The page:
I’m a pro in two things:

1. Allegheny County local civil procedure. I rock the socks off this county’s local practice (bookmark this page because you will never see that phrase again).  My first 3 years in practice were spent at a small firm.  This was simultaneously the most stressful experience in the history of the universe, and also the absolute best thing for my career and comfort/familiarity with local practice.  When you work for a small firm, you are thrown RIGHT into the fire.  It’s not “sink or swim” because sinking is not an option.  Even though you are just barely a lawyer, you still are a lawyer, and you are representing people and their rights and interests.  Failure is not an option.  So you figure things out, sometimes you do things right, rarely do things turn out to be actually wrong, and almost all the time you get by with doing things not-quite-right-but-close-enough-that-it-gets-the-job-done-and-everything-turns-out-ok.

I’m lucky to practice in a county that is incredibly forgiving with local practice.  If something is not-quite-right, the court will still hear it.  And after thousands of hours of getting it almost-right, you start getting it actually right more and more often, and you go from wading in a fog to actually knowing how to do stuff. And that’s where I am now.  I know how to do stuff.

2. Blogging and law (but not Bob Loblaw’s Law Blog).  Holy cow, I’ve been blogging nearly eight years now.  And I’ve gone from a blogging college student to a blogging law student to a blogging lawyer.  And now my practice also incorporates the intersection between law and social media.  That intersection is staggeringly broad. It’s like saying “I am an expert in the internet.” It is so broad it is virtually meaningless.  My expertise is more specifically in defamation issues and discovery issues (i.e. when and in what circumstances can your social media content get dragged into a lawsuit).  I’m working on an article/presentation about social media defamation issues right now that I’m really excited about, details to come as it progresses!!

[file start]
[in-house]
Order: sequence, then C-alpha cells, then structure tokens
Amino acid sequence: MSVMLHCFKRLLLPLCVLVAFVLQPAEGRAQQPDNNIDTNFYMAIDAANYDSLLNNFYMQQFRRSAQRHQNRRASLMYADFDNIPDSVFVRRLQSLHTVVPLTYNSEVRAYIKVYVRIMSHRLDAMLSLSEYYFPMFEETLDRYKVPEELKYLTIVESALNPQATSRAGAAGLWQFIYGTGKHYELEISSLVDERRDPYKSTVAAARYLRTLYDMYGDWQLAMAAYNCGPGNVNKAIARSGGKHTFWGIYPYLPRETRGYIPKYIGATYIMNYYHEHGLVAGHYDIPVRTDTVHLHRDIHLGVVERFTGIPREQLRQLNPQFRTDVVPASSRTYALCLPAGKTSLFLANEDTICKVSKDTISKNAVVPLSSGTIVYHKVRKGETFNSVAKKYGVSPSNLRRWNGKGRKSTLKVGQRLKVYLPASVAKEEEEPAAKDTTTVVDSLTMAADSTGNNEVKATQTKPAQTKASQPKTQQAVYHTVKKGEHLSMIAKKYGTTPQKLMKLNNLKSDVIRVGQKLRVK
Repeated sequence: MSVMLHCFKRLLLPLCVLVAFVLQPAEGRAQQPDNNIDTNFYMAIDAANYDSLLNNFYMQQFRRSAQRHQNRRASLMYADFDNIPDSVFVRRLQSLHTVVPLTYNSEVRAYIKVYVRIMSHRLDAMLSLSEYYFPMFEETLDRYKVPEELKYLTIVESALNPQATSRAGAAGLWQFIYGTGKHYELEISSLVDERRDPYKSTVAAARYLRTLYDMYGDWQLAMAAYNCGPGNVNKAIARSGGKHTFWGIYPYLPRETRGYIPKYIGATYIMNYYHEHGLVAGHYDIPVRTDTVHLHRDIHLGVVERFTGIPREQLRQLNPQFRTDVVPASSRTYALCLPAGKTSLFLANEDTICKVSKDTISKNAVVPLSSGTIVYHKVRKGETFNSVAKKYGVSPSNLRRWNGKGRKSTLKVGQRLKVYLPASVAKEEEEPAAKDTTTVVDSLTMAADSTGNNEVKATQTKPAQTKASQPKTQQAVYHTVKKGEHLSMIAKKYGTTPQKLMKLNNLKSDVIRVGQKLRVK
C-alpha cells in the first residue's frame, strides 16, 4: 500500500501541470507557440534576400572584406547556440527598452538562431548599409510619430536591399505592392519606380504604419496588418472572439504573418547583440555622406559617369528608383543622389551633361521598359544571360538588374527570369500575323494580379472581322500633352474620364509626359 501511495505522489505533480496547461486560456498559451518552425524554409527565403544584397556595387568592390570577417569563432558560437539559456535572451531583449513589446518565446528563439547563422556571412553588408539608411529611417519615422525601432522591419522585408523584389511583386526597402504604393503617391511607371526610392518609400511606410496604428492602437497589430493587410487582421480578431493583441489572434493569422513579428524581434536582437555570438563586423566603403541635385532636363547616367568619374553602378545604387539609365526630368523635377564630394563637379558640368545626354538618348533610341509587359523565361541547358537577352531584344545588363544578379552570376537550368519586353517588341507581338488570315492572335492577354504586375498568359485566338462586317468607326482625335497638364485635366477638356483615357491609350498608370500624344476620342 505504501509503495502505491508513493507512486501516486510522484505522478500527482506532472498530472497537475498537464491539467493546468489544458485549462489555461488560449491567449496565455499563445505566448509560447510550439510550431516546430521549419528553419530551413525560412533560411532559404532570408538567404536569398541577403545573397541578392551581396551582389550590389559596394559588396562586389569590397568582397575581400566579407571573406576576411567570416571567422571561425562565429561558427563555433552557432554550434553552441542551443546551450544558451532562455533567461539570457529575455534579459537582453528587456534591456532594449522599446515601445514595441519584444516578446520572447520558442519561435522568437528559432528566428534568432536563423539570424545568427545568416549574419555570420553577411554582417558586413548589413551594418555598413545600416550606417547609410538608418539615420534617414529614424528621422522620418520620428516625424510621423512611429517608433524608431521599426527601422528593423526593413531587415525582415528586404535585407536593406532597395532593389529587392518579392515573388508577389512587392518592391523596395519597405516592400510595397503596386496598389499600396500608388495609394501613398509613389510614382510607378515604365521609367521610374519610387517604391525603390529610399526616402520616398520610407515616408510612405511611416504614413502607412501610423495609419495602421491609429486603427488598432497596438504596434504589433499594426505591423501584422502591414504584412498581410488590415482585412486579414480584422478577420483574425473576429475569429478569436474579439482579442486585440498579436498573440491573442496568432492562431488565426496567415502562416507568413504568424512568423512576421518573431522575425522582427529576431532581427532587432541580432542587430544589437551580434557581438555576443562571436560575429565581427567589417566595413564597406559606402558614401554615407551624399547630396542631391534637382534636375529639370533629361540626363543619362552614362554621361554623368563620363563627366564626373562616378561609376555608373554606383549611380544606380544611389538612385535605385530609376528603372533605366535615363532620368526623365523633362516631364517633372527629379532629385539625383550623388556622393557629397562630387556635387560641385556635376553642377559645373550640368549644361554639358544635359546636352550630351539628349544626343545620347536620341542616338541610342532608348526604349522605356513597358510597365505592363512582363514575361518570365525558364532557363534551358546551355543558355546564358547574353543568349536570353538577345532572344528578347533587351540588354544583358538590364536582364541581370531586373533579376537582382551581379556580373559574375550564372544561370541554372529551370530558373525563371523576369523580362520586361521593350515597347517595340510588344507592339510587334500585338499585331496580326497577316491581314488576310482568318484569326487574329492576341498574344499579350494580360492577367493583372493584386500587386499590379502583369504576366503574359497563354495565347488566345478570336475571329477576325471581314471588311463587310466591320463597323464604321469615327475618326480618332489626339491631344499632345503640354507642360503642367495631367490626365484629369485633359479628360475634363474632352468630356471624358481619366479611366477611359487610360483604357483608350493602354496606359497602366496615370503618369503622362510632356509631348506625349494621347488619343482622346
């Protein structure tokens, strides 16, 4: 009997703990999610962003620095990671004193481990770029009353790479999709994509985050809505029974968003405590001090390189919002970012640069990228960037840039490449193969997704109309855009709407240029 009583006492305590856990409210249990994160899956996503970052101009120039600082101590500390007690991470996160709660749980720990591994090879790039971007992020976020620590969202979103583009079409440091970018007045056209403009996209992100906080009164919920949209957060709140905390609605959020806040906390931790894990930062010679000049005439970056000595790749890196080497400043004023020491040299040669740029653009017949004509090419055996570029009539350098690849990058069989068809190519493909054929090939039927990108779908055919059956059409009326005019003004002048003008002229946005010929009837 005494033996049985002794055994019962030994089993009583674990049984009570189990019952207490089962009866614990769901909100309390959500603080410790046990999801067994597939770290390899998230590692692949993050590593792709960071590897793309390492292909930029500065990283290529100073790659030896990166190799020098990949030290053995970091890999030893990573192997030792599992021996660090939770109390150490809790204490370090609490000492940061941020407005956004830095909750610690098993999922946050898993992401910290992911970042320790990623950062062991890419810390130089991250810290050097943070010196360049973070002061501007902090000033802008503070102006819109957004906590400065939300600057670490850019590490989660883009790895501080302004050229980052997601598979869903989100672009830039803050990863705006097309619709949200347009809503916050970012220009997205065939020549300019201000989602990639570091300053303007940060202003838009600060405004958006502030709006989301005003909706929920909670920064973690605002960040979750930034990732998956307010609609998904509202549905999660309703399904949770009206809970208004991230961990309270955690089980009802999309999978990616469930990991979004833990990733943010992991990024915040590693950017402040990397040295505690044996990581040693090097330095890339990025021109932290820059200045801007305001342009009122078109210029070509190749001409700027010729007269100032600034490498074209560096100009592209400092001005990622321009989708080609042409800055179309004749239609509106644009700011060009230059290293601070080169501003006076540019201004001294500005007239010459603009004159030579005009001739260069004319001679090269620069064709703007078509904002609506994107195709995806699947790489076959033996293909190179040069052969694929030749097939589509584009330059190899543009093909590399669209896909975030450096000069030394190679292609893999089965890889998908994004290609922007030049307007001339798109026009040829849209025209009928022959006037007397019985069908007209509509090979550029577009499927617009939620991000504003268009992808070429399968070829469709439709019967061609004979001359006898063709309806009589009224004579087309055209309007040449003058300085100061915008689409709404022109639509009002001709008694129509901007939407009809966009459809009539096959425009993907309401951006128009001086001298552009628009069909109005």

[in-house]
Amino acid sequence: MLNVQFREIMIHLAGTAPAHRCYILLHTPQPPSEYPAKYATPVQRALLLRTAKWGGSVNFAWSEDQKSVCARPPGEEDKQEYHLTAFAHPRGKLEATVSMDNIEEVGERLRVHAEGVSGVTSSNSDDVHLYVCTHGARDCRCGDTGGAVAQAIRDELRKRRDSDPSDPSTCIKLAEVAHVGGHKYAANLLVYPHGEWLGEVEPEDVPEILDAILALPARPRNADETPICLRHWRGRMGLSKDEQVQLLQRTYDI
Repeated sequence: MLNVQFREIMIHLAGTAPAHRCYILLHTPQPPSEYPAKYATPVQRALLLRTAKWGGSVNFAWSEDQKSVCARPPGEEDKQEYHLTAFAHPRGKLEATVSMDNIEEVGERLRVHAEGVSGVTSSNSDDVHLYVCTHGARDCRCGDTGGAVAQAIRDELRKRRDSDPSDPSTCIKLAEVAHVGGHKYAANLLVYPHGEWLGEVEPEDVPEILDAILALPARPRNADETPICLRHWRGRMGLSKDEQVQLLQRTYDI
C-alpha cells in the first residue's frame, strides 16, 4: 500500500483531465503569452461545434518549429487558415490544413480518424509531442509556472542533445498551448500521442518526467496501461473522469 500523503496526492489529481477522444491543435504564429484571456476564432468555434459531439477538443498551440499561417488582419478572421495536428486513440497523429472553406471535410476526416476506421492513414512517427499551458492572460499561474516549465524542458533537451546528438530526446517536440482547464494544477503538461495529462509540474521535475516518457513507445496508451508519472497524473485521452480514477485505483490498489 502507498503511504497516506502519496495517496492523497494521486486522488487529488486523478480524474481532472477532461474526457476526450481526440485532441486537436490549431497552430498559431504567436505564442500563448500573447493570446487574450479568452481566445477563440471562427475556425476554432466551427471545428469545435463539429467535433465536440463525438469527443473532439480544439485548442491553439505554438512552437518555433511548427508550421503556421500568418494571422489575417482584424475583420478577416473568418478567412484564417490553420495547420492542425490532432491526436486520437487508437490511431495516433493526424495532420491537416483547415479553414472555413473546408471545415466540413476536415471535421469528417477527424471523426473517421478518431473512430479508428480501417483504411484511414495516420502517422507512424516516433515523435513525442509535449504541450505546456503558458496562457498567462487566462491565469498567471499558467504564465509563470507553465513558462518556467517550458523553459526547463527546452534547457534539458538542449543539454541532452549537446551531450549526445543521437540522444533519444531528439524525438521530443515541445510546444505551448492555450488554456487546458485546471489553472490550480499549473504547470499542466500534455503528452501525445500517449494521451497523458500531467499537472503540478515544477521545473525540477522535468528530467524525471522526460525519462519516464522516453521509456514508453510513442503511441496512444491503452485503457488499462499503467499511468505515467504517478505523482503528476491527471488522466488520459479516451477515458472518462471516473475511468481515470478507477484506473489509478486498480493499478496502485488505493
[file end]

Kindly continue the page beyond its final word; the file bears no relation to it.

NaBloPoMo Day 2: Workin’ it from Home

2 Dec

working-from-homeI have a love/hate relationship with remote access to work. I love it on days like today:  I had a lot of work to do, but was also down to yoga pants as the only clean clothes in my house, and it being the weekend, I wanted to see my family.  If it were 10 years ago, I’d be stuck having to haul in to the office for the better part of the day (with laundry left undone, and a lonely kid).  Now, thanks to good VPN access, I can throw a load of laundry in the washer, open up my laptop, and get work done as the little one dances around to the Wiggles. And working on the weekend is much more pleasant if you can work in your jammies.

I don’t often work from home.  One main reason is because I have to be on the phone a lot, and we have 2 parrots at home. Try to explain parrot noises on a client call. It’s not pretty.  Also, I do love the structure and professionalism of an office environment.  In a pinch, though, the access is priceless.